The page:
Begin To Hope - Regina Spektor

Generally favorable reviews - based on 29 Critics

Critic score distribution:
  1. Positive: 26 out of 29
  2. Negative: 0 out of 29
  1. Even in its darkest moments, a humane glow envelops the album, which takes her already-arresting sound and expands it to widescreen.
  2. If naysayers can't get past the sheen of spiced-up production, it's their loss.
  3. With a new album of expertly-crafted, touching, and refreshingly honest odes to life, Regina Spektor has grown without growing away from what makes her so special.
  4. She displays a range fans old and new will find intoxicating. [16 Jun 2006, p.75]
  5. Her vocal quirks can take some getting used to, but the oblique melodies and cosmic lyrics in songs such as "On the Radio" and "20 Years of Snow" demonstrate what a remarkable talent is mixed in with all the idiosyncrasies.
  6. 'Begin To Hope' is the sound of [Spektor] blossoming into the most talented female artist around--and one with edge. [8 Jul 2006, p.43]
  7. It's an easier listen than its wildly imaginative predecessor.
  8. 80
    Spektor has lept from black and white into joyous colour. [Aug 2006, p.88]
  9. 80
    Spektor's biggest-hearted, clearest-minded effort yet--achieved, thankfully, without sacrificing any of her wonderful weirdness. [Aug 2006, p.111]
  10. 80
    Tighter and freakier than her debut. [Jul 2006, p.102]
  11. The album feels like getting to really know someone: at first, it's polite and a little restrained, but then its real personality, with all of its charming idiosyncrasies, finally reveals itself.
  12. 80
    As addictive as ice-cream dots. [Jul 2006, p.88]
  13. Did we say "hard to resist?" Make that "impossible." [Aug 2006, p.224]
  14. Spektor's first major-label release sets her up as a serious rival for [Tori] Amos's queen-of-whimsy title.
  15. There's a fearless, uninhibited confidence to Spektor's voice, not to mention a delightful whimsy to her music, that sets her apart from artists like [Fiona] Apple.
  16. It's a consistently intelligent and daring record, yet remains enormously listenable.
  17. On the whole her performance throughout Begin to Hope exhibits new levels of control and direction, reaching a point where the song and the singing are inseparable.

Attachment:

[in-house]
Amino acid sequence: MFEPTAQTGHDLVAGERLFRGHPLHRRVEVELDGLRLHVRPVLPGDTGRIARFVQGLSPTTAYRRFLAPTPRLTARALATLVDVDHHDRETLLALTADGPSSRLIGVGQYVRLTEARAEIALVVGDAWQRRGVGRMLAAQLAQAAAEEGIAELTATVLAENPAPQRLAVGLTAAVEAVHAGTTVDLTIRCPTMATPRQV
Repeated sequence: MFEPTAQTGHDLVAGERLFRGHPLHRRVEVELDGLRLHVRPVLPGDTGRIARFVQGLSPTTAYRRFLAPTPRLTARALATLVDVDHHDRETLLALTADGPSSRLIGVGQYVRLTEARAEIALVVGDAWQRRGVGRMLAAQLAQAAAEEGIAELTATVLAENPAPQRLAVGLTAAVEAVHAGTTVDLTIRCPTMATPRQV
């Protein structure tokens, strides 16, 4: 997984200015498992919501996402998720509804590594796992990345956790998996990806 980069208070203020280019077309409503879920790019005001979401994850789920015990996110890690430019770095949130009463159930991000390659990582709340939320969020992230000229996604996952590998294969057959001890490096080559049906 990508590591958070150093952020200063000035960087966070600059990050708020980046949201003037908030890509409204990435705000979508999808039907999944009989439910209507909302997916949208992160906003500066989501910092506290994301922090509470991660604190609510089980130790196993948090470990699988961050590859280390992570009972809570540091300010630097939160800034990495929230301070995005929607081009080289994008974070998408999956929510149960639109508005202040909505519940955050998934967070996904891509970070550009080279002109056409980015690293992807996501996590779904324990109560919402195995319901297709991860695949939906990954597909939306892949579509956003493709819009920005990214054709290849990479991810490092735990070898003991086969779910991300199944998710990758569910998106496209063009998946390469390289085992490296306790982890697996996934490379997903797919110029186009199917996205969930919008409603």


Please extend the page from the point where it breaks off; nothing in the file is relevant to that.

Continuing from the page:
18. A little bit of kitsch is important... Begin to Hope has enough of it to stand out, and enough ethics to keep the whole thing grounded.
  19. Always ambitious, occasionally experimental, and sometimes even radio-friendly.
  20. If the elitist few who hold Regina almost too close to their bosom can get past the shiny fa├žade of the first few tracks, they'll find a whole new Regina to love.
  21. Less miserable than Fiona Apple, less wacky than Nellie McKay and less hippieish than Tori Amos, Spektor shows off her gorgeous, fluttery voice, her burgeoning writer chops and her God-given quirks on [Begin to Hope].
  22. As elegant as it is addictive. [Jun/Jul 2006, p.131]
  23. Begin to Hope has its highs and lows, but it is a journey worth taking.
  24. A complex yet controlled fourth album of astonishing beauty and perfect strangeness.
  25. The songs are pretty on first listening, and some of Ms. Spektor's straightforward love songs, like "Fidelity" and "Field Below," reveal a gorgeously unguarded yearning. But she doesn't hide her quirks elsewhere.
  26. The album's substance is obscured by the distracting presence of its production.
  27. The problems are not Spektor's songwriting or singing or playing... but they are equally underemphasized and poorly recorded. [#13, p.88]
  28. [She] remains comically kooky. [Aug 2006, p.116]
  29. As if the synthesized strings and electronic dabbling weren't sad enough, [Spektor's] ascerbic voice has been all but lost in squishy couplets about making things better and needing to "know you."
User Score

Universal acclaim- based on 68 Ratings

User score distribution:
  1. Positive: 31 out of 33
  2. Mixed: 0 out of 33
  3. Negative: 2 out of 33
  1. Jan 19, 2013
    A positive, bubbly, almost childish personality coupled with a great voice and spectacular song-writing skills make Regina Spektor one of the greatest musicians of our generation. Full Review »
  2. Jan 23, 2013
    Begin to Hope is easily Spektor's best album. In it she covers all that is classically influenced, using her own odd vocal techniques and oral sounds to make a completely abnormal, yet entrancing piece of music. Full Review »
  3. Oct 2, 2010
    The Mellow sounds of Regina Spektor are enough for anyone to instantaneously fall in love with, beware, once you've heard it you wouldn't dare listen to anything else from the same genre Full Review »